China issues World Cup silver coins

Updated: 2014-05-05 05:07

By Zhang Fan in New York (China Daily Latin America)

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Commemorative collectibles include gold bars and five kinds of golden cup replicas

China officially launched a set of commemorative coins for the upcoming 2014 Brazil FIFA World Cup, making it the fifth country to put out themed coins for the soccer tournament.

China issues World Cup silver coins

A little girl says hello to Fuleco the Armadillo, the official 2014 World Cup mascot, at the China International Cartoon & Animation Festival in Hangzhou, Zhejiang province on April 28. The character also appears on commemorative coins minted for the event. Long Wei / For China Daily

Collectors can now choose from five different silver coin packages, ranging from a one-kilogram silver coin to one 20-gram silver coin and two coin sets with a total weight of 100 grams and 120 grams.

The coin design incorporates various images of Brazil and the World Cup, including a map of Brazil and the cartoon Fuleco the Armadillo, mascot of the games.

Along with the silver coins, China is also putting out commemorative golden bars, with weights ranging from 10 grams to 500 grams, and five kinds of gold World Cup models, the largest one weighing 90 grams.

As the only authorized commemorative products on the Chinese mainland, each item comes with a certificate issued by FIFA verifying material, quality, size and weight and signed by Joseph S Blatter, president of FIFA.

Chinese customers can purchase the coins at exclusive shops. A five-silver-coin set costs upwards of $559.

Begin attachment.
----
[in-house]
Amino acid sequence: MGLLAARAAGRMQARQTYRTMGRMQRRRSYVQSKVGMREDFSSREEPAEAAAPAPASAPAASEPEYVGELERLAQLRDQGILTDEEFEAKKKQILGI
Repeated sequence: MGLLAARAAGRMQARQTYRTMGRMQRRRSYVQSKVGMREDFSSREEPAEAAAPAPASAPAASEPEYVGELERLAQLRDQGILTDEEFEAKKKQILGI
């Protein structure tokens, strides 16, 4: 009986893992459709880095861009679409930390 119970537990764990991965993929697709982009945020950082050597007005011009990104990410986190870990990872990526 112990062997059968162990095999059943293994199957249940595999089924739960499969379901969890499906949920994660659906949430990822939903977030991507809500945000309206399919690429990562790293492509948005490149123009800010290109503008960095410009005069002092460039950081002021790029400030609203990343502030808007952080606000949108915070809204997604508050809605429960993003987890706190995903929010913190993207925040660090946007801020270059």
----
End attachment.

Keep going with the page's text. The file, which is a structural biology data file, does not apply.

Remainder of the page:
Before China, four countries have already issued commemorative coins for the 2014 World Cup. Brazil’s Central Bank minted nine kinds of commemorative coin earlier this year, with a gold one worth $528. Australia, Spain and the Republic of Belarus also offered coin sets in 2012 and 2013.

The first commemorative coin of the World Cup can be traced back to the 11th FIFA World Cup in 1978, when Argentina offered sets containing three silver and three aluminum coins.

Chinese football fans and collectors have given the 2014 World Cup coins a warm welcome. On Airmb, a popular collectors website in China, the coins are described as having "high artistic and collectible value".

"I definitely want to collect a complete set of the coins, both the Chinese version and Brazilian version," said Jia Xuming, a salesman and football fan in Beijing.

"It will not only help me remember the best moments of the 2014 World Cup, but it is also a wise investment," Jia said, who has coin sets from the 2008 Beijing Olympic Games and the 2010 FIFA World Cup in South Africa.

Commemorative coins made of precious metal usually have large appreciation potential. China’s Central Bank put out a one-kilogram silver coin in 2006 for the German World Cup at a price of $798. Its value had increased threefold four years later.

Although these coins can be bought through exclusive stores and official websites, some collectors tried to buy through other methods at a much lower price.

Searching keywords "Brazil 2014 World Cup coin" on Taobao, China’s largest online market, yields almost 150 results, including commemorative coins from Brazil and Australia, with the lowest price silver coin prices at less than $6. The site shows that about 10 people have made purchases from the site so far.

"Only the authorized commemorative coins have large appreciation opportunities," said Zhang, a consultant from Artxun auction website. "Customers need to be very careful in choosing these products. We strongly suggest customers buy through official channels."